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Capital Credits

You Get the Credit – Operation at cost is part of the cooperative difference.

 

Electric cooperatives aren’t like other utilities—you, as a consumer and a member own a portion of the business. And one benefit of that membership involves the allocation of excess revenue, called margins, in the form of capital credits. 

Electric co-ops operate at cost— collecting enough revenue to run and expand the business but with no need to raise rates to generate profits for distant shareholders. When Coos-Curry Electric Cooperative, Inc. (CCEC) has money left over, it’s allocated back to you and other members as capital credits. When the co-op’s financial position permits, the co-op retires, or pays, the capital credits to members in cash or as a bill credit. According to the cooperative's Bylaws, capital credits are retired based on first-in, first-out. Since 2007, CCEC has retired nearly $7.5 million in capital credits to members.

Nationally, in 2010, electric cooperatives retired $626 million in capital credits to current and former members. Since 1988, co-ops have retired $9.5 billion, based on data from the federal Rural Utilities Service and the National Rural Utilities Cooperative Finance Corporation (CFC), the premier private market lender to electric cooperatives.

"Allocating and retiring excess revenue to members helps distinguish cooperatives,” points out Roger Meader, general manager/CEO. “We’re proud to support our communities by putting money back into the local economy—and into the pockets of those we serve. It makes our business model special.”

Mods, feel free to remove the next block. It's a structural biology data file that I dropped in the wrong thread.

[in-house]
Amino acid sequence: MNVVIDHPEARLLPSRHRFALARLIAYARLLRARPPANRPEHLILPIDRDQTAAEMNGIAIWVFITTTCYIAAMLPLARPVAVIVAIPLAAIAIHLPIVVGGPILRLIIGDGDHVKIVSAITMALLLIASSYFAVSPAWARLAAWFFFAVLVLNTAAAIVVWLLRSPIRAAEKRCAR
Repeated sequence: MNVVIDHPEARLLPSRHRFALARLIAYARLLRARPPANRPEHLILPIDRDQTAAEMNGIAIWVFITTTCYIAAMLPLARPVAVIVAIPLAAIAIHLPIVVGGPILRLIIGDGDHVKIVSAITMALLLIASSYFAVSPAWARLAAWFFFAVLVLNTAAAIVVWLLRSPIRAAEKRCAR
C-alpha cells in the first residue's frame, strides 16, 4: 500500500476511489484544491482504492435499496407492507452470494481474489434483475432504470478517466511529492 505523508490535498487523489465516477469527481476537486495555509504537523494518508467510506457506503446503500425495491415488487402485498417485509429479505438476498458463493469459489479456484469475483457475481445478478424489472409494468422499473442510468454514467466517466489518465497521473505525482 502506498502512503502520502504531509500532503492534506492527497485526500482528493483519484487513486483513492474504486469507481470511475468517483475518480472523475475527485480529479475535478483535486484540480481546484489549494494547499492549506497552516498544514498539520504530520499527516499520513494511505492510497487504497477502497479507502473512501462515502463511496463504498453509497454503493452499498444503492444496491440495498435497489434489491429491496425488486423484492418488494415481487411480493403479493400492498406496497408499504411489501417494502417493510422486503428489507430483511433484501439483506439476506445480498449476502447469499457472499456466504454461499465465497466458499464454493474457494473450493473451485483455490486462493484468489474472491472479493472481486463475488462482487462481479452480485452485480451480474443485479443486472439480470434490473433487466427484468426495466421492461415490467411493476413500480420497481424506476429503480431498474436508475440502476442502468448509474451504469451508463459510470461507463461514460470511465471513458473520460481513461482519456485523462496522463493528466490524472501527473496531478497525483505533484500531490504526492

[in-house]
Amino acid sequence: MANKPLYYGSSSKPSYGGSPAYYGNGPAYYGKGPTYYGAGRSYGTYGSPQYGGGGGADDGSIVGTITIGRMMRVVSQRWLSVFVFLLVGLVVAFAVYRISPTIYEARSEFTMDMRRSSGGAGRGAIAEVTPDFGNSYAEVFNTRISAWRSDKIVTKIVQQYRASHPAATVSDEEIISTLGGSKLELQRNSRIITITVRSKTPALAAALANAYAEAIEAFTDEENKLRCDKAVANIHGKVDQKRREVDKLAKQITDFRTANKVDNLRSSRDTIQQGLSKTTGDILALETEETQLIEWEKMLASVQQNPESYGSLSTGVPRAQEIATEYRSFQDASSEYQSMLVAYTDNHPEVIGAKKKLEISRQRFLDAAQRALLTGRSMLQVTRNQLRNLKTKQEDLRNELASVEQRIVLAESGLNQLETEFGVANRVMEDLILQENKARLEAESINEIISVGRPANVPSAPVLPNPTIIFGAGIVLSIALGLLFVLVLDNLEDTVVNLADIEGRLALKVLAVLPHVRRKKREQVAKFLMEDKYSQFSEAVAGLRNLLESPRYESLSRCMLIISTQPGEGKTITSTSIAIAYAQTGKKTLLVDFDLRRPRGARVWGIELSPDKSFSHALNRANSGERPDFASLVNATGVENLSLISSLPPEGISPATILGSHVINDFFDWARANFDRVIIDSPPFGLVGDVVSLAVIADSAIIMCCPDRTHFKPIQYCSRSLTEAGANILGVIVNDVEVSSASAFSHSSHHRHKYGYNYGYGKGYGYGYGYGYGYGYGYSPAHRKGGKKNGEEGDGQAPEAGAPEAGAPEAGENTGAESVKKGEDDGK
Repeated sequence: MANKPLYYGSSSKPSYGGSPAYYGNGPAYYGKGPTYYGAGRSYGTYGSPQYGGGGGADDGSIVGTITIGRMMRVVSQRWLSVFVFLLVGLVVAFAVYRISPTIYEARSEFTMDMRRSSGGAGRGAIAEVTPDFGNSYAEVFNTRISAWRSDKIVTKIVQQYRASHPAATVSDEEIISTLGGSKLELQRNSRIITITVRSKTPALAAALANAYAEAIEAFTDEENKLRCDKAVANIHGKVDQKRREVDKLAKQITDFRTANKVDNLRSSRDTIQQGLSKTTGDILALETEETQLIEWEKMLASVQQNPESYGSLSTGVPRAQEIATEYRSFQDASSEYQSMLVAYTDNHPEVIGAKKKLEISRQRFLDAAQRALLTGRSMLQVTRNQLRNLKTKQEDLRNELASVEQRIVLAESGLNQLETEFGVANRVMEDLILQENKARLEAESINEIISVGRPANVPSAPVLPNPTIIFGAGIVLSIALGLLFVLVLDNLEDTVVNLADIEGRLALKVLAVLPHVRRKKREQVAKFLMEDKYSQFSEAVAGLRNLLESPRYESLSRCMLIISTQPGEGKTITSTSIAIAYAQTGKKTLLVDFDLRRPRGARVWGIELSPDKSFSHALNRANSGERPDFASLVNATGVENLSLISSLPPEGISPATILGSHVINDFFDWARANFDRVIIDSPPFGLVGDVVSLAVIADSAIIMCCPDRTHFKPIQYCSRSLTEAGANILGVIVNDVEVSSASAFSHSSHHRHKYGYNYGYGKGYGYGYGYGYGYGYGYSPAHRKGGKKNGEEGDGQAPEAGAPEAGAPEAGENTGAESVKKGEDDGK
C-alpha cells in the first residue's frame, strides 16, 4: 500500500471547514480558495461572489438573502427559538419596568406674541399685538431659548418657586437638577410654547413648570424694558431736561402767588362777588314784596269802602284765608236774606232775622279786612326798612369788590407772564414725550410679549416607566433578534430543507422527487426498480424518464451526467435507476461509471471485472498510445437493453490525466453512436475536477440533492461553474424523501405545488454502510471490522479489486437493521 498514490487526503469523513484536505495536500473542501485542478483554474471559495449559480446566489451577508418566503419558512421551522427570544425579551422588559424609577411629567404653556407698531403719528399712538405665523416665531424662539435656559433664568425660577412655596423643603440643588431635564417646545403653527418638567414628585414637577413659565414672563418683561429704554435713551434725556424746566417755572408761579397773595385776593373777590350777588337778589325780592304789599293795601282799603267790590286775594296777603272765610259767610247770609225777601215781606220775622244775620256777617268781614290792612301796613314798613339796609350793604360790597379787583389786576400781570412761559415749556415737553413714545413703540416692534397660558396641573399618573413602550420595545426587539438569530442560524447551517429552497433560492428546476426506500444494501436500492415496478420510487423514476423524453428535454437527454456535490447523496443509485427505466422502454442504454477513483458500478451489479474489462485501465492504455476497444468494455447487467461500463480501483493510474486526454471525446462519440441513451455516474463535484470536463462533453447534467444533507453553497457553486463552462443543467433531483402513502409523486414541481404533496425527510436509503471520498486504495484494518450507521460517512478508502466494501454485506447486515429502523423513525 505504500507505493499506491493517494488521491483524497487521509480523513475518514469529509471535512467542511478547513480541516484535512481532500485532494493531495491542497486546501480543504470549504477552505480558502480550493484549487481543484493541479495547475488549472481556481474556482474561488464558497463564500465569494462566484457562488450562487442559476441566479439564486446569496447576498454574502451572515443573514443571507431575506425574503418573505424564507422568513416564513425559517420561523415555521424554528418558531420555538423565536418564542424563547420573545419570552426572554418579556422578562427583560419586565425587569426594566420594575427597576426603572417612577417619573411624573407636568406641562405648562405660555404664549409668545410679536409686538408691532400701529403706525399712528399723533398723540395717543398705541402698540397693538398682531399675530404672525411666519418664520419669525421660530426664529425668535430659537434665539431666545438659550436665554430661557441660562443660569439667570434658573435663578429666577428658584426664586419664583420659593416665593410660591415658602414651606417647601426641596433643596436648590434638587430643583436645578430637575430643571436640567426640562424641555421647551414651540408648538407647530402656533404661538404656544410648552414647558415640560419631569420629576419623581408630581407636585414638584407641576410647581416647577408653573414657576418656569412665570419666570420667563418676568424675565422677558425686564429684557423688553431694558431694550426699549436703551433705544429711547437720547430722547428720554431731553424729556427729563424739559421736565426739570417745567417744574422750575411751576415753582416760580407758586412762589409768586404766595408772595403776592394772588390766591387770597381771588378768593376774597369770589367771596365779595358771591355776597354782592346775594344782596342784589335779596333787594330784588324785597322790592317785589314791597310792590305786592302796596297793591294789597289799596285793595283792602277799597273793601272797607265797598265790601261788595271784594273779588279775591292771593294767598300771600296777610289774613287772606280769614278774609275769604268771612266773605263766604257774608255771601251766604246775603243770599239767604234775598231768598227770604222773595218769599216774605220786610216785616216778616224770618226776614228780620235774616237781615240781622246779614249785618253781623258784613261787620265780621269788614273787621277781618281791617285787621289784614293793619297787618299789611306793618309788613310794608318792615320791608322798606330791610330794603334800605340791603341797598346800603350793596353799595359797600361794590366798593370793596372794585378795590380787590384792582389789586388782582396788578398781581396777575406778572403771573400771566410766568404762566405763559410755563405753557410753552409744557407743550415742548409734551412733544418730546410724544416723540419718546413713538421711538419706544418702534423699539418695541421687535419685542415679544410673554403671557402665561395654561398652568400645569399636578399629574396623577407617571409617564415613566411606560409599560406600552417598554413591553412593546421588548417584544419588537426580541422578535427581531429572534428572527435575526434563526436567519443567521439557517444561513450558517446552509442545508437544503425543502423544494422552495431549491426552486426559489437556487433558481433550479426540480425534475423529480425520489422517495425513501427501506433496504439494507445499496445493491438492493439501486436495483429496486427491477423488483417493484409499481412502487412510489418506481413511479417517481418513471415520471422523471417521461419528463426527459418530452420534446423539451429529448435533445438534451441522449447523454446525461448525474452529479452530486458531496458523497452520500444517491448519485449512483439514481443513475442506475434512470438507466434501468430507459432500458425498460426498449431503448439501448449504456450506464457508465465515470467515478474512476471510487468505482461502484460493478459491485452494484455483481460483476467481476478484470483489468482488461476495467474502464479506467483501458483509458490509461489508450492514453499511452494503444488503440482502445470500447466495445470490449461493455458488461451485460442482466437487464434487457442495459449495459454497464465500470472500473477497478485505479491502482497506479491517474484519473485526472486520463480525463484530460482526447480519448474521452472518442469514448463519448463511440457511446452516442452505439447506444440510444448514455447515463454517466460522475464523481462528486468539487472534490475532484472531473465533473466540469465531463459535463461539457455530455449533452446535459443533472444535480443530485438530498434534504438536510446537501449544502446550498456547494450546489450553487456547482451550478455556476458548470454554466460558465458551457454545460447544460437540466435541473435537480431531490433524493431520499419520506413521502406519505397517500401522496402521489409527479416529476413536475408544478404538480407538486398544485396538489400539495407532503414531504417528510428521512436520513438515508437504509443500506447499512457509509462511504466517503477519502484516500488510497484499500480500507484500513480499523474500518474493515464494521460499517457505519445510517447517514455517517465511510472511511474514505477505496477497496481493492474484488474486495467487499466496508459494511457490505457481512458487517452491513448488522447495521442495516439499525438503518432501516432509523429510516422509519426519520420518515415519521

The retirement of capital credits—so-called because members provide capital to the cooperative for it to operate and expand—depends on the co-op’s financial status. CCEC holds onto allocated capital credits to cover emergencies, such as a natural disaster, and other unexpected events, and to expand its electric system, all of which may require large-scale construction of poles and wires. This action decreases the need to raise rates or borrow money to pay for the infrastructure. After a number of years, if financial conditions permit, CCEC may decide to retire a set amount of capital credits.

Consumer-members are annually allocated capital credits based on the amount of electricity they consumed during a year. Because of our business model and capital credits, in particular, it is important that accounts are in the name of the person paying for and using the electricity because capital credits will be allocated and retired accordingly. In addition, if a member leaves the area, they should be sure the cooperative has a valid address so when capital credits are retired, the check is mailed to the proper address.